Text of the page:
The strictest security protocols perhaps ever in American racing will be in place for the June 9 Belmont Stakes.
The New York State Racing and Wagering Board announced in a statement that it is requiring all horses running in the Belmont Stakes to enter a designated Belmont barn beginning Wednesday, the day that entries are taken for the Triple Crown finale, and not be housed anywhere else until after the race.
Upon entering the barn, all Belmont horses will be required to have an out-of-competition blood test, which will be sent to the board's drug lab that evening for immediate review.
A limited number of personnel will be permitted to enter the barn, including New York Racing Association and RWB staff and the licensed trainer, licensed assistant trainer, licensed veterinarian, licensed groom, licensed hot walker and licensed owners for each horse. Security will log in all persons who enter and exit a stall in the barn, with the exception of a horse's groom, who will be monitored.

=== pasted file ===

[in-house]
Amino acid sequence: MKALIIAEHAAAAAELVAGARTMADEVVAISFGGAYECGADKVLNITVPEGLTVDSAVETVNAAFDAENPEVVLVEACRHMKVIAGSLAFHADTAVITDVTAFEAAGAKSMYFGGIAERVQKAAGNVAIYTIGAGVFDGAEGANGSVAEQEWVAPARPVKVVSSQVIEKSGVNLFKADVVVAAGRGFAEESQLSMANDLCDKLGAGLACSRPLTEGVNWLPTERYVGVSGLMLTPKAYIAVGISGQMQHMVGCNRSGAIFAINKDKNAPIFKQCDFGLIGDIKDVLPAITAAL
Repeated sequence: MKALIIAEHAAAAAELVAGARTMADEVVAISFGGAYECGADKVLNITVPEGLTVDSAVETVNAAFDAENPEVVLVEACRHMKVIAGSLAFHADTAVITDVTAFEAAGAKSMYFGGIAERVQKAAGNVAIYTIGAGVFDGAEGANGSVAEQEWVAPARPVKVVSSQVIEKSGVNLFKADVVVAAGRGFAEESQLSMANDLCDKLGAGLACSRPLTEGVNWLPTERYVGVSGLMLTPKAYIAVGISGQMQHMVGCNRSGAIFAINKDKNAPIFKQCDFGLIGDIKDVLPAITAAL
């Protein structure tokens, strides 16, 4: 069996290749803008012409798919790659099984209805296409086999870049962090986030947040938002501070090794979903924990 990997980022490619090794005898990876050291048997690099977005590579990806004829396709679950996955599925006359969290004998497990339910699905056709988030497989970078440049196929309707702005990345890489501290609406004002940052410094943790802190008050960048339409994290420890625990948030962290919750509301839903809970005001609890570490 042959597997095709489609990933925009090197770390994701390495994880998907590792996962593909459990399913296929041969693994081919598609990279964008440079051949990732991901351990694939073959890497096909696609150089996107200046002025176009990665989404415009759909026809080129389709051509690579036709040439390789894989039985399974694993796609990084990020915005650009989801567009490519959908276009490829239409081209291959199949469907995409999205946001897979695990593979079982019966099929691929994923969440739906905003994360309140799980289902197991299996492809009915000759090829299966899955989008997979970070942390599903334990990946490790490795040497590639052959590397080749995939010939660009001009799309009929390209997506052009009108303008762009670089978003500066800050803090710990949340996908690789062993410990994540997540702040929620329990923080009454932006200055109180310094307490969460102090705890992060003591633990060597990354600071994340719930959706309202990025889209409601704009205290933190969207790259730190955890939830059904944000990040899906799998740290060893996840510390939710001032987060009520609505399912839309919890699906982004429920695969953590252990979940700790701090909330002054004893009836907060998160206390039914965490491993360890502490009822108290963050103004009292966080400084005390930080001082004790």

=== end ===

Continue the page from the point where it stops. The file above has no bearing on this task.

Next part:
There will be administrative searches and checks of all equipment, feed, hay etc. No food or beverage for human consumption will be allowed in or around stall space. Veterinarians will have to provide written notice of intended treatment prior to attending to a horse, and all treatments performed by vets will be monitored.
Starting June 8, veterinarians will have to make an appointment with racing board investigators to treat a horse. On race day, treatment will be permitted only for an emergency or by agreement with the stewards. A state veterinarian will administer the horse's bleeder medication shots.
"The protocols put forth here will protect horses, riders and the betting public and underscore the symbolism of the world-class racing held in New York State," board chairman John D. Sabini said in a release. (USA Today)